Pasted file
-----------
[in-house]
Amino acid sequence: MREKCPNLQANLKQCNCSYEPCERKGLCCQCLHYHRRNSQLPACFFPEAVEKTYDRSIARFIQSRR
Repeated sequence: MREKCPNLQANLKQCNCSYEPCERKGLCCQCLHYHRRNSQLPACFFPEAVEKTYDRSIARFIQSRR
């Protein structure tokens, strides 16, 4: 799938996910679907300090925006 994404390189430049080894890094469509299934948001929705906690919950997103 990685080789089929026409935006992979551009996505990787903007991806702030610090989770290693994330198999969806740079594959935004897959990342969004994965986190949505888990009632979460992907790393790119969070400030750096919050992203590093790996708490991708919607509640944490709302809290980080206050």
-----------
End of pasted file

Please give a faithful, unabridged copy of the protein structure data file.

[in-house]
Amino acid sequence: MREKCPNLQANLKQCNCSYEPCERKGLCCQCLHYHRRNSQLPACFFPEAVEKTYDRSIARFIQSRR
Repeated sequence: MREKCPNLQANLKQCNCSYEPCERKGLCCQCLHYHRRNSQLPACFFPEAVEKTYDRSIARFIQSRR
């Protein structure tokens, strides 16, 4: 799938996910679907300090925006 994404390189430049080894890094469509299934948001929705906690919950997103 990685080789089929026409935006992979551009996505990787903007991806702030610090989770290693994330198999969806740079594959935004897959990342969004994965986190949505888990009632979460992907790393790119969070400030750096919050992203590093790996708490991708919607509640944490709302809290980080206050």